Does 600,000 deaths a year sound significant to you?
Last Friday, British medical journal The Lancet published a study that finds 600,000 people worldwide died from disease attributable to secondhand smoke. The findings:
Worldwide, 40% of children, 33% of male non-smokers, and 35% of female non-smokers were exposed to second-hand smoke in 2004. This exposure was estimated to have caused 379 000 deaths from ischaemic heart disease, 165 000 from lower respiratory infections, 36 900 from asthma, and 21 400 from lung cancer. 603 000 deaths were attributable to second-hand smoke in 2004, which was about 1·0% of worldwide mortality. 47% of deaths from second-hand smoke occurred in women, 28% in children, and 26% in men. DALYs [disability-adjusted life-years) lost because of exposure to second-hand smoke amounted to 10·9 million, which was about 0·7% of total worldwide burden of diseases in DALYs in 2004. 61% of DALYs were in children. The largest disease burdens were from lower respiratory infections in children younger than 5 years (5 939 000), ischaemic heart disease in adults (2 836 000), and asthma in adults (1 246 000) and children (651 000).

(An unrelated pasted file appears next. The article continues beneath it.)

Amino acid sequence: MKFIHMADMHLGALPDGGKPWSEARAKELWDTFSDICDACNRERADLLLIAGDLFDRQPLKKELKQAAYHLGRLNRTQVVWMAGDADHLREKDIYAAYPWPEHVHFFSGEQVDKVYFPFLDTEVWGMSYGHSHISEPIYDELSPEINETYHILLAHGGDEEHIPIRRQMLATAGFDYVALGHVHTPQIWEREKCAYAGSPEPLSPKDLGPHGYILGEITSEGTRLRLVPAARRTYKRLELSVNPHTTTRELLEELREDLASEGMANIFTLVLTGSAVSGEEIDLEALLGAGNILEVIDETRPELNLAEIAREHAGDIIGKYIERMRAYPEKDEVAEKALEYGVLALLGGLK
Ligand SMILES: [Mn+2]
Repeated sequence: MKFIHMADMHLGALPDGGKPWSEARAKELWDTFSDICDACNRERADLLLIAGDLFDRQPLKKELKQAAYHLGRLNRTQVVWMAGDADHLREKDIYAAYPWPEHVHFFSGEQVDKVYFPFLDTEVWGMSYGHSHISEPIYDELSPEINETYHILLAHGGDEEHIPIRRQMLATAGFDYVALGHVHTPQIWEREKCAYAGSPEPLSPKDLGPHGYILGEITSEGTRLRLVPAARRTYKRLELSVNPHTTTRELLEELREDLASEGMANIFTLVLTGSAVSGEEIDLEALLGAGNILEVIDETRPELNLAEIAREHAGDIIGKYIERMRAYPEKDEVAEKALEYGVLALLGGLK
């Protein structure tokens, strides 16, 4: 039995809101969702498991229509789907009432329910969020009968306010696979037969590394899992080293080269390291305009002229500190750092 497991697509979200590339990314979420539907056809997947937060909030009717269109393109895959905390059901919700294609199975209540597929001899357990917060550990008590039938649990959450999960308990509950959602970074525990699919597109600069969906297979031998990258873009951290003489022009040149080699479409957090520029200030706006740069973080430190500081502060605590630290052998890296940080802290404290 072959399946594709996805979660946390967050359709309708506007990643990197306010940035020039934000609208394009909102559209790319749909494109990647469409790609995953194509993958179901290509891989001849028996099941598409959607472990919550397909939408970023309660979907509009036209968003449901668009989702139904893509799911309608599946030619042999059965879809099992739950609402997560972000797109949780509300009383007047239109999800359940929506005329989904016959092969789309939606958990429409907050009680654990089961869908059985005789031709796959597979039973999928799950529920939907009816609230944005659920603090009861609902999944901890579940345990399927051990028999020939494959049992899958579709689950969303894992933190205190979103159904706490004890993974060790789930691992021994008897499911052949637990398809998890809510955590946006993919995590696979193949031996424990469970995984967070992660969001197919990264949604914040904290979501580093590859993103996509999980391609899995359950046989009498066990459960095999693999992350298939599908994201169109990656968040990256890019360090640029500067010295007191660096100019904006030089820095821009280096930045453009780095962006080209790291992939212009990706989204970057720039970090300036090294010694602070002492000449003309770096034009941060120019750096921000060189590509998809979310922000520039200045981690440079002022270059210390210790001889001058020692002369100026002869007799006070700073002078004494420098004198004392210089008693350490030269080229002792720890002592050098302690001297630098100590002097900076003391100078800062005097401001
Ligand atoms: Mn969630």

[Öberg, M., Jaakkola, M. S., Woodward, A., Peruga, A., & Prüss-Ustün, A., "Worldwide burden of disease from exposure to second-hand smoke: a retrospective analysis of data from 192 countries, The Lancet, 2010.11.26]
That data is pretty plain. Indoor smoking killed more people in 2004 than did al-Qaeda. Cigarette smoke is a deadly indoor pollutant. We can drastically reduce if not eliminate these 600,000 deaths with simple, common-sense rules that say, "You can't emit that pollutant in a confined space." We can save those lives without big military spending, fancy technology, or humiliating and unconstitutional patdowns at the airport.
Secondhand smoke was responsible for 1 in 100 deaths worldwide in 2004. Add those deaths to the 5.1 million annual deaths from direct smoking, and you get a clear picture of tobacco as a serious threat to mankind's health and welfare.
South Dakota perspective: run a straight ratio of deaths to population from the Lancet study, and you get about 70 deaths a year in our fair state from secondhand smoke. There are still some idiot parents out there smoking in their cars and homes with their kids present, but our new smoking ban in bars and restaurants should save at least some of those unlucky 70 from an early tobacco-induced death.
Don Rose and the other bar owners who tried stopping the smoking ban argued that the ban was really about freedom. They're right: banning indoor smoking is about freedom, the first freedom listed by our Founding Fathers: life.